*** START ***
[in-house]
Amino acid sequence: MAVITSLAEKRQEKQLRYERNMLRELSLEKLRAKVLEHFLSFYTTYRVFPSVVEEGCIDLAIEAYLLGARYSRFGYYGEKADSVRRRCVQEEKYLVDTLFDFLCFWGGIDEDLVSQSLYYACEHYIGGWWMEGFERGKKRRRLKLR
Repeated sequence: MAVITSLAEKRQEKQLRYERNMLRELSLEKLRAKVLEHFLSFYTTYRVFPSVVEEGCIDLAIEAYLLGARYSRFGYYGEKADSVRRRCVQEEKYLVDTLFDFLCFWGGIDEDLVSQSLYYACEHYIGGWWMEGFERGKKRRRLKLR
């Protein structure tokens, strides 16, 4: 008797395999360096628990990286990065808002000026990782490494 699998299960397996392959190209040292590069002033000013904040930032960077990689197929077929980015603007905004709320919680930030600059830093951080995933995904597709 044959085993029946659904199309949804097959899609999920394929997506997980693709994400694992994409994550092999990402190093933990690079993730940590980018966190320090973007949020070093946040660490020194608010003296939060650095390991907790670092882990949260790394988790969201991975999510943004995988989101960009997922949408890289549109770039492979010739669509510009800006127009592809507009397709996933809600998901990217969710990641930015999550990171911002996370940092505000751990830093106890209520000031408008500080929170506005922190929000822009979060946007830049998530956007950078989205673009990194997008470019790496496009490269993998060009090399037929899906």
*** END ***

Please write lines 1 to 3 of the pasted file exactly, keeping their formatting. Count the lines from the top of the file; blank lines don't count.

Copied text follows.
[in-house]
Amino acid sequence: MAVITSLAEKRQEKQLRYERNMLRELSLEKLRAKVLEHFLSFYTTYRVFPSVVEEGCIDLAIEAYLLGARYSRFGYYGEKADSVRRRCVQEEKYLVDTLFDFLCFWGGIDEDLVSQSLYYACEHYIGGWWMEGFERGKKRRRLKLR
Repeated sequence: MAVITSLAEKRQEKQLRYERNMLRELSLEKLRAKVLEHFLSFYTTYRVFPSVVEEGCIDLAIEAYLLGARYSRFGYYGEKADSVRRRCVQEEKYLVDTLFDFLCFWGGIDEDLVSQSLYYACEHYIGGWWMEGFERGKKRRRLKLR